Both parents had eyes and ears which sought the interesting and unusual.
Their critical focus embraced everything. My sister and I were marched through galleries until our feet hurt, taken to performances that were ‘important to experience’ and told to be quiet when the merits of the offerings were discussed. The most artistic fun we had was baking cookies for our father’s exhibition openings.
John Bennett, a painter of note, had a primary passion, other than women, and that was painting. His studio was his heart centre in each of our homes.I spent hours peering at his work, his myriad of brushes, palettes of colour but
I was told not to touch !
When I opted for Art History rather than Classics at university, I had to take a few studio courses. I did this with more trepidation than excitement. I became comfortable in sculpture and printmaking classes but I was never happy in drawing and painting. I feared my father would compare my feeble first efforts with his own prowess.
Teaching seemed a practical option for me upon graduation in 1965. And, yes, I taught studio classes keeping one step ahead of my students.
Over those first few years their enthusiasm and fearlessness in experimenting with all sorts of materials became contagious and I yearned to be making along with them. Their creative courage became my own.
I didn’t allow people to speak of ‘talent’ in my classes. That indicates that some have it and others don’t . My students learned that everyone has a ‘CQ’ Creativity Quotient.
My father loomed large as I sought a medium that differed from his own. I chose to draw and to paint using thread and overlays of fabric on canvas.
I worked in those early days with a Pfaff sewing machine . My first exhibition was ‘Fabricated Ladies’ at Gallery O on Markham Street in 1978.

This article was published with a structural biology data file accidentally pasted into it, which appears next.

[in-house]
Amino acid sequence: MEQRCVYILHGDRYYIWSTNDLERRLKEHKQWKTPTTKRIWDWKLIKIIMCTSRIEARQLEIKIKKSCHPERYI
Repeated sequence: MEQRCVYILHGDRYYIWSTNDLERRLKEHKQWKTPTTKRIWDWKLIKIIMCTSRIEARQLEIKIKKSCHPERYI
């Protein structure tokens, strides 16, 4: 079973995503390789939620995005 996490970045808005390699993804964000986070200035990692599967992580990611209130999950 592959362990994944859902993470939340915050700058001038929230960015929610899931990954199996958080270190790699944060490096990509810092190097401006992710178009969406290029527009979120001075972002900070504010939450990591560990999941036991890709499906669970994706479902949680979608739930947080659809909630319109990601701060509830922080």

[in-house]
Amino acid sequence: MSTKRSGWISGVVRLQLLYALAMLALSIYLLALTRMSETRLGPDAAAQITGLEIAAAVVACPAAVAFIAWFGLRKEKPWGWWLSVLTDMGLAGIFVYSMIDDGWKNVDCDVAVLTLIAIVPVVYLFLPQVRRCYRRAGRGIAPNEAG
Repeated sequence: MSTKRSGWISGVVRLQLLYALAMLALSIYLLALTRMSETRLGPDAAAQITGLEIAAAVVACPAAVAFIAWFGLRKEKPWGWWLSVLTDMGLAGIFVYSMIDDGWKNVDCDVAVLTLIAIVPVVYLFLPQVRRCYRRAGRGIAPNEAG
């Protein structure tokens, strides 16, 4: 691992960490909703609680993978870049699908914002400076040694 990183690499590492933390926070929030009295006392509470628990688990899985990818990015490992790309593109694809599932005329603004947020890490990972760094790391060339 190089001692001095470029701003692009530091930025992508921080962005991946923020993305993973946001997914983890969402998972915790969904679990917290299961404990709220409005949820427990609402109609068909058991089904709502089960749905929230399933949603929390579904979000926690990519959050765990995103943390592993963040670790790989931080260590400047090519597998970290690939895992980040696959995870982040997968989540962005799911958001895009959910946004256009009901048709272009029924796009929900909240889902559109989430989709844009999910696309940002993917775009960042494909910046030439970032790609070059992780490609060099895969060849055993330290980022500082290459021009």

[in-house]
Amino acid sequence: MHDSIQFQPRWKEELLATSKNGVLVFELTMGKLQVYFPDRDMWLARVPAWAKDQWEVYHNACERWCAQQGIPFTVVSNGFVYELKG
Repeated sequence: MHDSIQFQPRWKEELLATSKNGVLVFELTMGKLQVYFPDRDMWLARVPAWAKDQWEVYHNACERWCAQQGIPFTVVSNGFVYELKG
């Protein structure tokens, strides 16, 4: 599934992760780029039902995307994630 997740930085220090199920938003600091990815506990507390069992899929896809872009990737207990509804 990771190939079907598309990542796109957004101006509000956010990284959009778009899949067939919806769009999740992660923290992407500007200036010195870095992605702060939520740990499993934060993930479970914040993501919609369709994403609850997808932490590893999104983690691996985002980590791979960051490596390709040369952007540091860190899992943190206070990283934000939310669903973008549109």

They were collaborative works of my father’s lovers. I relished driving my needles through their fleshy thighs.
Midway through my ‘making’ and because of the practical difficulty of setting up my machine on a tiny island I began to experiment with glass , glues and resin along with natural materials gathered on the island. This fed my love of collecting and working with transparencies. My next studio iteration was the installation of an industrial fan for clear cast resin work along with the addition of mirrored surfaces and photographic transfer.
When I was teaching full time with a household of a husband and four boys, my making allowed for solo exhibitions every three or four years.
I exhibited between times in group shows.
Here’s a list:
Stitched Collage – Baas Gallery – 1987
Amber Ice – Albert White Gallery – 2000
Things that Soar swim and Wiggle – Burston Gallery – 2004
Remnants of Resonance – Engine Gallery – 2007
Icons – Engine Gallery – 2007
- Kerozene – Montreal – 2008
- Stouffville Gallery – 2009
Resonance – Olivia – Engine Gallery – 2010
Garden of Secrets – Walnut Contemporary Gallery – 2015
I am represented in Toronto by Walnut Contemporary and have works in private and public collections in Canada and USA. I am a member of the Ontario Society of Artists.